You would struggle to think of a children’s classic more iconic than Peter Pan: since it’s publication in the second decade of the 20th century it has captured the hearts and minds of children (and adults!) and swept us all to the Neverland. So I thought it was time that I read the book, having spent my childhood with Peter and Wendy and the Lost Boys.
It may sound odd to say that the novel surprised me with its slightly-old fashioned phrasing and language, since it is well regarded as a classic. And yet, it still sort of startled me; Peter Pan is such a character on the public conscious that even a century after the publication of the novel, he still hasn’t grown up and lives in the language of Barrie’s turn-of-the-20th-century pen. And isn’t it wonderful to read: though it is not a narrative style in fashion, it is still wonderful, almost told as if Barrie were sitting on the edge of your bed and telling you of Peter’s adventures in the Neverland before tucking you in (which is probably how it started.)
More surprising to me than that, however, was Peter’s character. I remember the Peter of the Disney films: all rather jolly and excitable and fun, but the real Peter Pan, well, he’s quite something different. Something fascinating, as Barrie describes him as “cocky” and “forgetful” and almost cruel to Wendy whose love for him is never reciprocated in a way she would like. It is his most endearing qualities that can become the cruelest, and as such, he is far, far more interesting than I could have remembered or imagined him.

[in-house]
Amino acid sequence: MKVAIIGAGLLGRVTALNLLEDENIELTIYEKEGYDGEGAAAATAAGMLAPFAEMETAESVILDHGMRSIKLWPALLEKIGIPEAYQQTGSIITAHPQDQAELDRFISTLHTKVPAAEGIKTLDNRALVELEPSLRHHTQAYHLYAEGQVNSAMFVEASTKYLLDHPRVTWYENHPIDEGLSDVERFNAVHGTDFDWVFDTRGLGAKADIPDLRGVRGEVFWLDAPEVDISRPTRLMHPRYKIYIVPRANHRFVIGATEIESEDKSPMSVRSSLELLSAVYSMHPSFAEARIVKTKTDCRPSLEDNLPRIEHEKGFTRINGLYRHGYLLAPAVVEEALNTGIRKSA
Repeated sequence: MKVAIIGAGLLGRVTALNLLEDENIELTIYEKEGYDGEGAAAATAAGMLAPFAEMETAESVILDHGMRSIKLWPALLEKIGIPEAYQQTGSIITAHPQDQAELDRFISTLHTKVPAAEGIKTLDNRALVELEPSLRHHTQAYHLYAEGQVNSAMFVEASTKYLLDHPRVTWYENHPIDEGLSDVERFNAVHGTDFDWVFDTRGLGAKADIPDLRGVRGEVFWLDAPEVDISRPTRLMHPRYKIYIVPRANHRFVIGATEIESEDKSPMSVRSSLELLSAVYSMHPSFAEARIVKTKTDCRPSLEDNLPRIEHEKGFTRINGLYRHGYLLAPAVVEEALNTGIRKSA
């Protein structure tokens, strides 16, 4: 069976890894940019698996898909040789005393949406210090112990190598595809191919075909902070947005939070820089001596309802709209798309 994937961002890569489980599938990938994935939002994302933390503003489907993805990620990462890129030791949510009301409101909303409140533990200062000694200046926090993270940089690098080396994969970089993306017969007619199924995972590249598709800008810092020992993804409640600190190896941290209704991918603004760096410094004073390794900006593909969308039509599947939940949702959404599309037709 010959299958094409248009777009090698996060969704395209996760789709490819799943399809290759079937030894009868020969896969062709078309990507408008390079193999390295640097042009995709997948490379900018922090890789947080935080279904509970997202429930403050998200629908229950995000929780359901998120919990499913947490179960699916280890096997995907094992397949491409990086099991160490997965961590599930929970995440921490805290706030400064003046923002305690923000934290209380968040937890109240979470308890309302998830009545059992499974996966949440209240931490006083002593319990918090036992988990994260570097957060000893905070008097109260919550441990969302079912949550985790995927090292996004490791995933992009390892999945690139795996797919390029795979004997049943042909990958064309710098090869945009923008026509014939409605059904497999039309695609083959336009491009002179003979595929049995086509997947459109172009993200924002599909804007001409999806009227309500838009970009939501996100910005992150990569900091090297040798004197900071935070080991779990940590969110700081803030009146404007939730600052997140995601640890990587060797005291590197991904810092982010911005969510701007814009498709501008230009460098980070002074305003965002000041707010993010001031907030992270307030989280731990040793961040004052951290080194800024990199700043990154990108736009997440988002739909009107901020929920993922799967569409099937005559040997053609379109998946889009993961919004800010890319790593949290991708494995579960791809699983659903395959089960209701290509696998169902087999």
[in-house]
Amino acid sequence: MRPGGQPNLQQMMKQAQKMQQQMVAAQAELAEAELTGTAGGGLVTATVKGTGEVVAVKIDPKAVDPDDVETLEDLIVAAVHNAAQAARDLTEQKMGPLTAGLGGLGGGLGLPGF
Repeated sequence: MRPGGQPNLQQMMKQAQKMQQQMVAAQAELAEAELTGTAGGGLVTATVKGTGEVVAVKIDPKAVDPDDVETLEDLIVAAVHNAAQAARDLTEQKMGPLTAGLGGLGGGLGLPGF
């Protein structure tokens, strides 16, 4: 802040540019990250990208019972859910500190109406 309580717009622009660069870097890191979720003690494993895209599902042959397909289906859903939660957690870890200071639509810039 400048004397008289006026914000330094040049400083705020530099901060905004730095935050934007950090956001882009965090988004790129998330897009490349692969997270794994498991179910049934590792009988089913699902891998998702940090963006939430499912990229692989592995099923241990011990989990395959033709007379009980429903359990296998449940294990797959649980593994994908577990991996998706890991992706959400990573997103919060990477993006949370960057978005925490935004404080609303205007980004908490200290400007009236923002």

You could try to read in to the novel, if you wished: at times, I tried to, but came out feeling that Peter Pan wasn’t really a novel to be read into as such but more of one to enjoy in a childlike-way. Of course, Peter is Barrie’s older brother who died just before his fourteenth birthday when Barrie was six, and of course the novel is about Barrie’s mother’s love for his brother, but reading into Peter Pan any more than that would seem forceful and unappreciative of the beautiful fairytale Barrie has created. Far more entertaining it is to listen to Barrie’s words in your head and picture the childlike innocence and ignorance of Peter.
Having now read Peter Pan, I certainly believe it to be a wonderful little tale that I hope to read to my children (not that I’m looking that far ahead!). I want the tales of Peter, the real Peter, to be just as much a part of their childhood as Disney’s Peter was for me and I want them to grow and love Neverland and the Lost Boys and the Darlings just as much as I have over the last two days. With that in mind, all I can say is that Peter Pan has not lost its relevance in the hundred years of its publication, and it still deserves to be at the top of every child’s reading.